5
votes
1answer
40 views

Gas halo of our Milky Way Galaxy

This question relates to a diffuse hot gas halo of our Milky Galaxy. I've read that there is a hot diffuse halo of gas surrounding our Galaxy (NED, Caltech) I was wondering why such a halo can exist? ...
2
votes
1answer
74 views

If any object could become a black hole, could any object become a neutron star?

A black hole doesn't necessarily need to form from a star; theoretically, it could form from any extremely dense object. In fact, many astronomers differentiate certain black holes, like supermassive ...
1
vote
1answer
59 views

If there are neutron stars, would most stars be considered “proton stars”?

For example, the Sun is a giant sphere of positively charged plasma. About 72% of the elements in it are protium. This means that these protium atoms would have had to lose their electrons, right? If ...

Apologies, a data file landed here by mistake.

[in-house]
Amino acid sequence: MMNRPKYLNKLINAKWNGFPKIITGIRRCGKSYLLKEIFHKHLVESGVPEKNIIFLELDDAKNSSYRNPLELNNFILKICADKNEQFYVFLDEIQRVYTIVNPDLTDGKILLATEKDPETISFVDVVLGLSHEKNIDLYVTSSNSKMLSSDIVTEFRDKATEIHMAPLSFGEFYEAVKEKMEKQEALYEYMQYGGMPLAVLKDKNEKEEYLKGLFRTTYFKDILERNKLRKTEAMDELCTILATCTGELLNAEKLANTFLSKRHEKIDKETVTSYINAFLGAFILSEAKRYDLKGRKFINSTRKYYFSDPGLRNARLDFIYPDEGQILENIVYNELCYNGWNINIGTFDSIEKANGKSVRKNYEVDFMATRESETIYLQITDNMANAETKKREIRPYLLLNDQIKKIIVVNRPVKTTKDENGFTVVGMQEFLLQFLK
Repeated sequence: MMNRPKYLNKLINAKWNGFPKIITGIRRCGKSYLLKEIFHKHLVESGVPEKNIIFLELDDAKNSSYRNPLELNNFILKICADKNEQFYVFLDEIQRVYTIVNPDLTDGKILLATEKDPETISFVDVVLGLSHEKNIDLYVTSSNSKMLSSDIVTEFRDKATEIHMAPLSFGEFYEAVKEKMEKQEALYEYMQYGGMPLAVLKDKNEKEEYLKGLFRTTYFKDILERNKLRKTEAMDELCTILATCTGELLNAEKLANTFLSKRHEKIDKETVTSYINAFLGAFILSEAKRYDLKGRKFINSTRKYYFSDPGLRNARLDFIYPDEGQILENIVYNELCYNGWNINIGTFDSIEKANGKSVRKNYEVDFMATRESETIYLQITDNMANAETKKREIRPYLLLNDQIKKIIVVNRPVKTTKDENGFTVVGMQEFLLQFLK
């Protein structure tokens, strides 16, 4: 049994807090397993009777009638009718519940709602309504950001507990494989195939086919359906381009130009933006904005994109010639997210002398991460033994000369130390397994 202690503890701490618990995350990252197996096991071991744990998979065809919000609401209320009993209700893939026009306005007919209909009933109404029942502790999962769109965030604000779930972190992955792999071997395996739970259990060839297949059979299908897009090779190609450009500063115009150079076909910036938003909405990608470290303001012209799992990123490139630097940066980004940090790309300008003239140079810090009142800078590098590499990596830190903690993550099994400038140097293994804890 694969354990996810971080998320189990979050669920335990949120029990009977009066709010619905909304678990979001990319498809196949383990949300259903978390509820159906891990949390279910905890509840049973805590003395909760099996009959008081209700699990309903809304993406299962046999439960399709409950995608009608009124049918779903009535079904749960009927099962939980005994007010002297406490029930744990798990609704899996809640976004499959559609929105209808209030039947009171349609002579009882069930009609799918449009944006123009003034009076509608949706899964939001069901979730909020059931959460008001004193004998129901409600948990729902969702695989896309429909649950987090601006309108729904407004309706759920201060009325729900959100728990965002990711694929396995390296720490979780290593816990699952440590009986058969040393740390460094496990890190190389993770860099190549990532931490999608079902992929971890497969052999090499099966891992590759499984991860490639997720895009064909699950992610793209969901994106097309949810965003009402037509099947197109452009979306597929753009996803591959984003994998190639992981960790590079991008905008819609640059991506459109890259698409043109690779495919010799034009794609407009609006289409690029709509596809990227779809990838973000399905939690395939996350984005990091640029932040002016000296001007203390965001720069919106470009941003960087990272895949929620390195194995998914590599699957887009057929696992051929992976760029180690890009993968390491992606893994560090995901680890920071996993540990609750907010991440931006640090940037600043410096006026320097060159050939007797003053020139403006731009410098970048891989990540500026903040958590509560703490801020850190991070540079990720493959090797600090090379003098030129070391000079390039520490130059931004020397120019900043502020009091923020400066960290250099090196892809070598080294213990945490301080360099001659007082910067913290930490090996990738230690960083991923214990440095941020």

4
votes
1answer
38 views

Why do spectroscopic binaries have approximate circular orbits?

So for an assignment I have to answer the question what I can conclude concerning the shape of the orbit, knowing that it is both an eclipsing and spectroscopic binary. Now, I think the answer I ...
2
votes
1answer
87 views

How to calculate the mean molecular weight of the Sun

I have a homework question in which I need to estimate a parameter known as $\beta_{P}$ and also the core temperature, both for the Sun. However, prior to doing this I need to know the mean molecular ...
2
votes
1answer
28 views

What would the cost be of visiting an asteroid?

I'm trying to think through what the cost would be of an unmanned mission to a nearby asteroid. To me it seems like the high-level costs would be the fixed cost of the "spaceship" itself (including ...
5
votes
1answer
103 views

How were the orbits of planets first mapped out?

I'd like to know how the orbits of planets were first 'mapped out' and to understand the maths behind it. e.g. How do we know what position in space a planet will be at certain time so that spacecraft ...